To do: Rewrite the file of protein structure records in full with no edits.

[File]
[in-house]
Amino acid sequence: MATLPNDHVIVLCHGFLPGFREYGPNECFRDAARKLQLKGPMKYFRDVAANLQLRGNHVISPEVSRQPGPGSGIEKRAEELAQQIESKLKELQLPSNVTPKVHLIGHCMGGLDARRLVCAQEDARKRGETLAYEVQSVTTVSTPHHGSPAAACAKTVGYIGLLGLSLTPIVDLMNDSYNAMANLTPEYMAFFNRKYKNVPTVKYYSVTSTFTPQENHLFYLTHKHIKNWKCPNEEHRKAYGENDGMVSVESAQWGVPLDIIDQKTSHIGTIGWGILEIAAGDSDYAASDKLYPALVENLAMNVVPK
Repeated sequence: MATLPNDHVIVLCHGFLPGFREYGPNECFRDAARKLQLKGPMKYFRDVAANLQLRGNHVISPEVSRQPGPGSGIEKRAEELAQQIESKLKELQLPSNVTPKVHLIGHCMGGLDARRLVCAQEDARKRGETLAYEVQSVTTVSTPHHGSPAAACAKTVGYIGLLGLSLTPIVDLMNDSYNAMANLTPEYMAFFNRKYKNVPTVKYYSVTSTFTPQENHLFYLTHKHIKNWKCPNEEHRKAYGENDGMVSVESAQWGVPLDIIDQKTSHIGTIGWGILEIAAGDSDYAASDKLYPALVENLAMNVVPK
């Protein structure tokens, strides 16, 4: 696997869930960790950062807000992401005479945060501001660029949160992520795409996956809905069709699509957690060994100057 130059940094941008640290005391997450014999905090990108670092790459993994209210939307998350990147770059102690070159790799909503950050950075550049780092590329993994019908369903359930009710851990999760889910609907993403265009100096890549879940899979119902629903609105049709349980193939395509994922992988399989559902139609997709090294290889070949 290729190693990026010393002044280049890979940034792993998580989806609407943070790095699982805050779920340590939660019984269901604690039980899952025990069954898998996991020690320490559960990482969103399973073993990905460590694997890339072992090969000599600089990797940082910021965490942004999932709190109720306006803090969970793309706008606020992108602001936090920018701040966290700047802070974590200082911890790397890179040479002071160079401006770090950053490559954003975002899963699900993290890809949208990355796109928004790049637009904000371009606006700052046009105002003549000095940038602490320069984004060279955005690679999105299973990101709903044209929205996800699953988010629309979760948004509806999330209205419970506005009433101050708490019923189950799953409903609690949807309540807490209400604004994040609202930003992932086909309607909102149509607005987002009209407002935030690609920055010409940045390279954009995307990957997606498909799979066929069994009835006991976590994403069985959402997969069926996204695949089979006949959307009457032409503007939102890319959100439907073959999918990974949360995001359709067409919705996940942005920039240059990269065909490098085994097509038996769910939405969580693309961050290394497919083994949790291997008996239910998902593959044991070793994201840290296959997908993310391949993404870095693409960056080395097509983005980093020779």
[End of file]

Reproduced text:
[in-house]
Amino acid sequence: MATLPNDHVIVLCHGFLPGFREYGPNECFRDAARKLQLKGPMKYFRDVAANLQLRGNHVISPEVSRQPGPGSGIEKRAEELAQQIESKLKELQLPSNVTPKVHLIGHCMGGLDARRLVCAQEDARKRGETLAYEVQSVTTVSTPHHGSPAAACAKTVGYIGLLGLSLTPIVDLMNDSYNAMANLTPEYMAFFNRKYKNVPTVKYYSVTSTFTPQENHLFYLTHKHIKNWKCPNEEHRKAYGENDGMVSVESAQWGVPLDIIDQKTSHIGTIGWGILEIAAGDSDYAASDKLYPALVENLAMNVVPK
Repeated sequence: MATLPNDHVIVLCHGFLPGFREYGPNECFRDAARKLQLKGPMKYFRDVAANLQLRGNHVISPEVSRQPGPGSGIEKRAEELAQQIESKLKELQLPSNVTPKVHLIGHCMGGLDARRLVCAQEDARKRGETLAYEVQSVTTVSTPHHGSPAAACAKTVGYIGLLGLSLTPIVDLMNDSYNAMANLTPEYMAFFNRKYKNVPTVKYYSVTSTFTPQENHLFYLTHKHIKNWKCPNEEHRKAYGENDGMVSVESAQWGVPLDIIDQKTSHIGTIGWGILEIAAGDSDYAASDKLYPALVENLAMNVVPK
């Protein structure tokens, strides 16, 4: 696997869930960790950062807000992401005479945060501001660029949160992520795409996956809905069709699509957690060994100057 130059940094941008640290005391997450014999905090990108670092790459993994209210939307998350990147770059102690070159790799909503950050950075550049780092590329993994019908369903359930009710851990999760889910609907993403265009100096890549879940899979119902629903609105049709349980193939395509994922992988399989559902139609997709090294290889070949 290729190693990026010393002044280049890979940034792993998580989806609407943070790095699982805050779920340590939660019984269901604690039980899952025990069954898998996991020690320490559960990482969103399973073993990905460590694997890339072992090969000599600089990797940082910021965490942004999932709190109720306006803090969970793309706008606020992108602001936090920018701040966290700047802070974590200082911890790397890179040479002071160079401006770090950053490559954003975002899963699900993290890809949208990355796109928004790049637009904000371009606006700052046009105002003549000095940038602490320069984004060279955005690679999105299973990101709903044209929205996800699953988010629309979760948004509806999330209205419970506005009433101050708490019923189950799953409903609690949807309540807490209400604004994040609202930003992932086909309607909102149509607005987002009209407002935030690609920055010409940045390279954009995307990957997606498909799979066929069994009835006991976590994403069985959402997969069926996204695949089979006949959307009457032409503007939102890319959100439907073959999918990974949360995001359709067409919705996940942005920039240059990269065909490098085994097509038996769910939405969580693309961050290394497919083994949790291997008996239910998902593959044991070793994201840290296959997908993310391949993404870095693409960056080395097509983005980093020779």